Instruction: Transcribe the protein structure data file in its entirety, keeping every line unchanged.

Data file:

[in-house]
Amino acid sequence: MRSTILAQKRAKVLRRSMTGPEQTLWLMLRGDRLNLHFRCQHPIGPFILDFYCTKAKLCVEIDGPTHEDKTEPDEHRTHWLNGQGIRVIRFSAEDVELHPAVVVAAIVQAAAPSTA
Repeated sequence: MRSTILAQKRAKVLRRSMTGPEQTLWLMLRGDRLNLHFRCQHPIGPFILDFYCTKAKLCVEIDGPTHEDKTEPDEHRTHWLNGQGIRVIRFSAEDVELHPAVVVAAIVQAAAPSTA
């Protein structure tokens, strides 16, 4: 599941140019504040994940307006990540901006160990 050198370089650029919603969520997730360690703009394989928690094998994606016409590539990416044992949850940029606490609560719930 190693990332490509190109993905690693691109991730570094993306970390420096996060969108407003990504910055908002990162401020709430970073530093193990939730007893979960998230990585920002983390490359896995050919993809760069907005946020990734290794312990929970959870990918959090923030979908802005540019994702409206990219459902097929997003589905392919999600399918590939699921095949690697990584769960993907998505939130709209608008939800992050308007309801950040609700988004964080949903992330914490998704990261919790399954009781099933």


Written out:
[in-house]
Amino acid sequence: MRSTILAQKRAKVLRRSMTGPEQTLWLMLRGDRLNLHFRCQHPIGPFILDFYCTKAKLCVEIDGPTHEDKTEPDEHRTHWLNGQGIRVIRFSAEDVELHPAVVVAAIVQAAAPSTA
Repeated sequence: MRSTILAQKRAKVLRRSMTGPEQTLWLMLRGDRLNLHFRCQHPIGPFILDFYCTKAKLCVEIDGPTHEDKTEPDEHRTHWLNGQGIRVIRFSAEDVELHPAVVVAAIVQAAAPSTA
């Protein structure tokens, strides 16, 4: 599941140019504040994940307006990540901006160990 050198370089650029919603969520997730360690703009394989928690094998994606016409590539990416044992949850940029606490609560719930 190693990332490509190109993905690693691109991730570094993306970390420096996060969108407003990504910055908002990162401020709430970073530093193990939730007893979960998230990585920002983390490359896995050919993809760069907005946020990734290794312990929970959870990918959090923030979908802005540019994702409206990219459902097929997003589905392919999600399918590939699921095949690697990584769960993907998505939130709209608008939800992050308007309801950040609700988004964080949903992330914490998704990261919790399954009781099933």